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Can Virtue be taught?

dc.creatorNikotović, Aleksandar
dc.date.accessioned2017-11-01T10:15:54Z
dc.date.available2017-11-01T10:15:54Z
dc.date.issued2009
dc.identifier0353-5738
dc.identifier.urihttp://rifdt.instifdt.bg.ac.rs/123456789/443
dc.description.abstractThe teachability of virtue is an issue on which were crossed swords during the struggle for supremacy between two basic principles of ancient Greek spirit – sophistry and ancient Greek ethics. Two great representatives of these opposite principles, Plato and Protagoras, confronted their arguments in Plato’s dialog named after the great sophist. Paradoxically, during this philosophical struggle, Protagoras, who at the beginning supposed that virtue is teachable, later, on the contrary, states that virtue is not knowledge, and this would make it least likely to be teachable. On the other hand, Plato, who is trying to preserve the ancient Greek principle that virtue is innate, claims that virtue is knowledge. The solution of this great dispute between two principles of antiquity Plato sees in philosophical theoretization of ancient Greek mythical worldview.eng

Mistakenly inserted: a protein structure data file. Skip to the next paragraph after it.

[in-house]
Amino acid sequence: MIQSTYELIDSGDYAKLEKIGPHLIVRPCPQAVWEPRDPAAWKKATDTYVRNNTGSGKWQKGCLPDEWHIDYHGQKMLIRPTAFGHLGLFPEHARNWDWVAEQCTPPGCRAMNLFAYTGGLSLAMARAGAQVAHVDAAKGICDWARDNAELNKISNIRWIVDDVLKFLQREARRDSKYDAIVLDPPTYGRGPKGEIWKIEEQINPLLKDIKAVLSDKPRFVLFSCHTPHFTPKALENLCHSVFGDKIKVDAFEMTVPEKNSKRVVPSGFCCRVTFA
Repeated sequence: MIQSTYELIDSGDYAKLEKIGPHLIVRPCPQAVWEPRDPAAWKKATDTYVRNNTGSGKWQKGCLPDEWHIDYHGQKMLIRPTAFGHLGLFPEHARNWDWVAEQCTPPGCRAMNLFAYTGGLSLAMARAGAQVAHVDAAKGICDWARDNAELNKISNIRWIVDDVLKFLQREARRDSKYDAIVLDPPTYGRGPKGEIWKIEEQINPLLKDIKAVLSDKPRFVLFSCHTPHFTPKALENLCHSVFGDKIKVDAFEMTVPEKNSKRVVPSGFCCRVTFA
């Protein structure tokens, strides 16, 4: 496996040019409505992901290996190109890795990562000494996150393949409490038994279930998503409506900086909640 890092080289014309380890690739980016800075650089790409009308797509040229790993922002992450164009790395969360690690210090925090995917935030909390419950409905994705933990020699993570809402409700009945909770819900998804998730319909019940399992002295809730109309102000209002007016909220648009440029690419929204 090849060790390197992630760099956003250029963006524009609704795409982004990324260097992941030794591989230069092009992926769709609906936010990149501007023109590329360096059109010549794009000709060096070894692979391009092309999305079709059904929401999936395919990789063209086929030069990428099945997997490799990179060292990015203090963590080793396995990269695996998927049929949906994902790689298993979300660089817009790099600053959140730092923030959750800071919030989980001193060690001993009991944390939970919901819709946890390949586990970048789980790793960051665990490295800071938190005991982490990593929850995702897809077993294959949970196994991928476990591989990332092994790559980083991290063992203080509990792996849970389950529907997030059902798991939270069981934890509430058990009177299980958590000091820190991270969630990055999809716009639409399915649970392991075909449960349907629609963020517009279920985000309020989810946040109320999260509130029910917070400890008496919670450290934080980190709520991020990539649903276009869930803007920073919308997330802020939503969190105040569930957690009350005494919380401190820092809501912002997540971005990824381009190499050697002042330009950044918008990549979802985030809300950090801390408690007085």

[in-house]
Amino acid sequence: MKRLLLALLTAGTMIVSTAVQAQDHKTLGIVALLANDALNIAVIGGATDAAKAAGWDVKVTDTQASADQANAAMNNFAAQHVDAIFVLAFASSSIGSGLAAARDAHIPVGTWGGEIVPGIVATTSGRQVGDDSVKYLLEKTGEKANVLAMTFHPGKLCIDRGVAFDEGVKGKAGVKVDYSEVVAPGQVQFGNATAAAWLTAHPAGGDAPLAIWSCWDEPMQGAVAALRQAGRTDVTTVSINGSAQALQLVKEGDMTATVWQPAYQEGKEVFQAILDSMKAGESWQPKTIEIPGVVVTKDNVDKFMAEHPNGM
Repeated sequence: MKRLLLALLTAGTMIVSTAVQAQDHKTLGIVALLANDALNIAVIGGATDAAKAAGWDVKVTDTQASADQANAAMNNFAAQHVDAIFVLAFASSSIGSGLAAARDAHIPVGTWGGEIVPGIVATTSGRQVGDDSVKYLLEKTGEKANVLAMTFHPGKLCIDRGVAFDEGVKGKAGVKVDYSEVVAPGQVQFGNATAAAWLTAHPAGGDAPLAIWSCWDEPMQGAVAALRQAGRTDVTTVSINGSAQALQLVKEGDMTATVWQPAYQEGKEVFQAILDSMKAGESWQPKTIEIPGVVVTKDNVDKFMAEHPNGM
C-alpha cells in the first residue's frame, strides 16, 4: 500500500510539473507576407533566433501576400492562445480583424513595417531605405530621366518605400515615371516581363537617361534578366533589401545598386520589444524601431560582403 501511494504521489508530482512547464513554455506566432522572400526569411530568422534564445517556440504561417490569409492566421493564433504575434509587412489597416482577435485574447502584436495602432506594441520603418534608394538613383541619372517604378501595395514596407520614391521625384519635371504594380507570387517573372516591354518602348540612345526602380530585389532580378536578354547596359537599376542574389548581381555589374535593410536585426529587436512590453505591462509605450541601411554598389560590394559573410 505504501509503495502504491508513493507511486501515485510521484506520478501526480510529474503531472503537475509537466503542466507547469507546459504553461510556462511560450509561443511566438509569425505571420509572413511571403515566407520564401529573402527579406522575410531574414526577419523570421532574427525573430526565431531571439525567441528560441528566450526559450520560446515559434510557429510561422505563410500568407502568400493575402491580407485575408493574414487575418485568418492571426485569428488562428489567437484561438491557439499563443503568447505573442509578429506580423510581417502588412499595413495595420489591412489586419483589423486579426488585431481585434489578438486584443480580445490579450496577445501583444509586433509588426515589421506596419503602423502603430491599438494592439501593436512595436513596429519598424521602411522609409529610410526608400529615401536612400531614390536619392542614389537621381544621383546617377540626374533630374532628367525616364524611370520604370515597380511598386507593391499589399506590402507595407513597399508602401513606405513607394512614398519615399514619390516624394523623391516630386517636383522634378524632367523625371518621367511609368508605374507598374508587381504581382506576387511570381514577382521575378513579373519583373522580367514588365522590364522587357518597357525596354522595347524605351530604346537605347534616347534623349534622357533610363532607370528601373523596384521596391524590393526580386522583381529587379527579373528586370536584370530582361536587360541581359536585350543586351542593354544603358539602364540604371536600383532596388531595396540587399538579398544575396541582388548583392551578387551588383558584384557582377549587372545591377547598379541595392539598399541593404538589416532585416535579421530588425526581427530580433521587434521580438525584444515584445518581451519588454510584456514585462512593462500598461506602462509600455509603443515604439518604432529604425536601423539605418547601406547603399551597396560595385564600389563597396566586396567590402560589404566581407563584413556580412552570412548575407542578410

dc.format3 20 (2009) 159-183
dc.formatapplication/pdf
dc.languagesr
dc.publisherBeograd : Institut za filozofiju i društvenu teoriju
dc.relationinfo:eu-repo/grantAgreement/MESTD/MPN2006-2010/149029/RS//
dc.rightsopenAccess
dc.sourceFilozofija i društvo/Philosophy and Societymul
dc.subjectvirtue (arete)
dc.subjectart (techne)
dc.subjectsophistry
dc.subjectstarohelenska etika
dc.titleDa li se vrlina može naučiti?sr
dc.titleCan Virtue be taught?eng
dc.typearticle
dc.rights.licenseBY-NC-ND
dcterms.abstractНикотовић, Aлександар; Цан Виртуе бе таугхт?; Да ли се врлина може научити?;
dc.citation.spage159
dc.citation.epage183
dc.identifier.doi10.2298/FID0903159N
dc.type.versionpublishedVersion
dc.identifier.fulltexthttp://rifdt.instifdt.bg.ac.rs/bitstream/id/4957/441.pdf


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